This photograph of Mt. Kazbek was taken from the International Space Station on August 13, 2002. The astronauts and cosmonauts took the photograph at the request of the Russian URAGAN Project, which is studying changes in the world’s glaciers in response to global climate change. Although scientists have predicted the possibility of large glacial collapses as the climate warms, no one predicted that tragedy would strike the mountain village of Karmadon, a little more than a month later.
On September 20, a collapse of a hanging glacier from the slope of Mt. Dzhimarai-Khokh onto the Kolka Glacier triggered an avalanche of ice and debris that went over the Maili Glacier terminus then slid more than 15 miles (24 km). The avalanche buried small villages in the Russian Republic of North Ossetia, killing dozens of people. Where the ice stopped, the glacial debris flow dammed rivers further below. Several lakes formed and one of them flooded a village. These lakes are now threatening to burst and form debris flows.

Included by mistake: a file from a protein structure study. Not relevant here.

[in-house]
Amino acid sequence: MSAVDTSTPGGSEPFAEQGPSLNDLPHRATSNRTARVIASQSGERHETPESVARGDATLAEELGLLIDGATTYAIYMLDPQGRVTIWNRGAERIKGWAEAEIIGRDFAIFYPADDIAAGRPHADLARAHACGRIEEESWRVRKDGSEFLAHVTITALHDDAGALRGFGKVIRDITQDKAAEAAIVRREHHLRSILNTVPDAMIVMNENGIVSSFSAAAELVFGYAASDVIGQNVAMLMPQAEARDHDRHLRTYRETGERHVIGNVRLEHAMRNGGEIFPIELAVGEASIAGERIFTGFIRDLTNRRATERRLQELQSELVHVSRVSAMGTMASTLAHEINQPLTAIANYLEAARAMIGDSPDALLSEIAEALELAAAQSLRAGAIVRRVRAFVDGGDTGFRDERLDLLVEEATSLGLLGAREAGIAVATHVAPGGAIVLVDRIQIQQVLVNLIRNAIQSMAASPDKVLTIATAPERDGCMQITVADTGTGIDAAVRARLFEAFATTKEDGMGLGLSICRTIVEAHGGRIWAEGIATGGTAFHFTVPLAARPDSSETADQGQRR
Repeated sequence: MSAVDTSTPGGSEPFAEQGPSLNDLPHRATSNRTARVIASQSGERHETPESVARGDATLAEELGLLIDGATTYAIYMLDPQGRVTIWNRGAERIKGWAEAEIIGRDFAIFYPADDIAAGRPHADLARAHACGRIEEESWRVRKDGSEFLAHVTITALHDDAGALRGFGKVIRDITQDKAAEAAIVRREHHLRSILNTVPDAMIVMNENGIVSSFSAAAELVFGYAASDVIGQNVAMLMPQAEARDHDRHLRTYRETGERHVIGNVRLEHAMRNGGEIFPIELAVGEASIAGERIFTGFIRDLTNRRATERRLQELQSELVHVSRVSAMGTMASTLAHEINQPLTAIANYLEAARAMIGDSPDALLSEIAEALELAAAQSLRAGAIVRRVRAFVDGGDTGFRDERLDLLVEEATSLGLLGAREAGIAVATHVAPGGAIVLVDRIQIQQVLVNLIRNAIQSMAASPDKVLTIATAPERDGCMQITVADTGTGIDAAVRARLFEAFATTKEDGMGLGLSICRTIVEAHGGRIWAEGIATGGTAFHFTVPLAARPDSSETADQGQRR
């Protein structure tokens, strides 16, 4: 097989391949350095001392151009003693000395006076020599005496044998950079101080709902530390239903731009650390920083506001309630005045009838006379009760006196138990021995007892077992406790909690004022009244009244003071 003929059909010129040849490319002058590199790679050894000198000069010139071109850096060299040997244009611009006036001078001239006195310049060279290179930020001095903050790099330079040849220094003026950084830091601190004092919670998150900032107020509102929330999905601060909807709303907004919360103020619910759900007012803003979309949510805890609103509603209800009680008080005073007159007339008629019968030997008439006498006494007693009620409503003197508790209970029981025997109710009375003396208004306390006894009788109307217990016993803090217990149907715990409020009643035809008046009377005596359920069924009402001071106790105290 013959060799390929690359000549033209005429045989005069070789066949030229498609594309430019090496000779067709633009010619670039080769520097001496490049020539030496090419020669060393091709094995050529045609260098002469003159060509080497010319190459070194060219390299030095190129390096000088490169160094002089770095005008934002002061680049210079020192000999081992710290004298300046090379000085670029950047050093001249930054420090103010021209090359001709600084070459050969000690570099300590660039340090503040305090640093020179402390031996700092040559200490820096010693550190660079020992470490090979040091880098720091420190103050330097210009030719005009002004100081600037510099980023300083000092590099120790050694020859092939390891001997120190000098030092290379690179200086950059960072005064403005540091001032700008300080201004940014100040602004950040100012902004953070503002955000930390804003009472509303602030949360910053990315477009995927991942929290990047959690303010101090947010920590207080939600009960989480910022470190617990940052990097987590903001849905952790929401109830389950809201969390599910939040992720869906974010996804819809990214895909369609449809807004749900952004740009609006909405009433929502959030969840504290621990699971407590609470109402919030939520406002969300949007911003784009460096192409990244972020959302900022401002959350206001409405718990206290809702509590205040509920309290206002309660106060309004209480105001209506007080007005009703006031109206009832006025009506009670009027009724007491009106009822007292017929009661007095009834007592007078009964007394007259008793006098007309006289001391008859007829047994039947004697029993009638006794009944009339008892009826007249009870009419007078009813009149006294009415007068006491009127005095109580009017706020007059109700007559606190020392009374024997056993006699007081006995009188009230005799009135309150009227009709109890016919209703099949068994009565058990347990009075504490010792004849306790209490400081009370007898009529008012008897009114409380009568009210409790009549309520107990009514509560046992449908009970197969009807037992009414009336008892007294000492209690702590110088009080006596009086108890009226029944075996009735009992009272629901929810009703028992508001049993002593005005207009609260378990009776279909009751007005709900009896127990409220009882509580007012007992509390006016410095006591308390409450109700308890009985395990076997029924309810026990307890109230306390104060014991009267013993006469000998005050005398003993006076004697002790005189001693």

This photograph shows the lower part of the Kolka Glacier terminus, onto which the glacier from Mt Dzhimarai-Khokh collapsed—the mountain itself is further to the west. However, the Maili Glacier and its terminus, as well as the upper part of the Genaldon River valley that was filled by the debris slide, can be seen clearly in the photo. In this very detailed view, Karmadon is much further to the north.
Exactly 100 years ago, in 1902, the same kind of catastrophe happened in this valley, killing 32 people. In 1969, Kolka Glacier surged but there were no casualties and the villages were not affected. The 1969 surge was studied by a special expedition, but after the glacier stabilized, research in the area stopped. Researchers concluded that the 1902 catastrophe was also the result of a glacier surge. However, the latest data on the 2002 catastrophe raise doubts about this conclusion—it is possible that the 1902 event resulted from a similar cascade of collapses.
Russian scientists—including Olga Tutubalina, University of Cambridge, Dmitry Petrakov,
Sergei Chernomorets (Moscow State
University), and Lev Dessinov, Russian Academy of Sciences—have been cooperating with the NASA Crew Earth Observations Project to help interpret detailed glacier imagery captured from space. International Space Station crewmembers are surveying glaciers around the world using their low orbit and high-magnification lenses to get high-spatial-resolution images.